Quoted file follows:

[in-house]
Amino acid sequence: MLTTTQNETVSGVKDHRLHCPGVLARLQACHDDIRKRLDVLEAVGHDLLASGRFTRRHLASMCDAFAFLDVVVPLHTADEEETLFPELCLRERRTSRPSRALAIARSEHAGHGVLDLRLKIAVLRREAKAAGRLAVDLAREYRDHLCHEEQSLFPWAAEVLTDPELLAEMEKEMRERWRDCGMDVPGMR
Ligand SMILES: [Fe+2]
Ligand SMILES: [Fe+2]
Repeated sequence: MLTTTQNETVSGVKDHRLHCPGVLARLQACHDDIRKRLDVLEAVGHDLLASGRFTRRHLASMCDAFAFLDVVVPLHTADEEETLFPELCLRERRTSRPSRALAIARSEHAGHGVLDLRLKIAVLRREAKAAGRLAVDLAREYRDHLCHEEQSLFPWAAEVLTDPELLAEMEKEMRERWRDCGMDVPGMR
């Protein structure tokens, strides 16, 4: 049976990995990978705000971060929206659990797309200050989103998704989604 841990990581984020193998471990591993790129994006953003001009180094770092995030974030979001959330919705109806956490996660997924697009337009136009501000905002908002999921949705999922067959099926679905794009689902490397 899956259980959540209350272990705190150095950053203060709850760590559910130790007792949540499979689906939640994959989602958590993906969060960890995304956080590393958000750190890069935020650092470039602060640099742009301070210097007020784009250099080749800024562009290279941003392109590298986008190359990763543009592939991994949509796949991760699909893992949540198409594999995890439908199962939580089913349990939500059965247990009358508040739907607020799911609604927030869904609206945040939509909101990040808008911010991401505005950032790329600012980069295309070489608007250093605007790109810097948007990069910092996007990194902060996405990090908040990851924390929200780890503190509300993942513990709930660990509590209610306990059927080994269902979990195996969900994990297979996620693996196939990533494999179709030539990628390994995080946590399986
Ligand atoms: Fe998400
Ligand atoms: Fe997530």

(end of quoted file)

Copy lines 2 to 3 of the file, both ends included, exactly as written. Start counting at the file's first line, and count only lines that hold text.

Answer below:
Amino acid sequence: MLTTTQNETVSGVKDHRLHCPGVLARLQACHDDIRKRLDVLEAVGHDLLASGRFTRRHLASMCDAFAFLDVVVPLHTADEEETLFPELCLRERRTSRPSRALAIARSEHAGHGVLDLRLKIAVLRREAKAAGRLAVDLAREYRDHLCHEEQSLFPWAAEVLTDPELLAEMEKEMRERWRDCGMDVPGMR
Ligand SMILES: [Fe+2]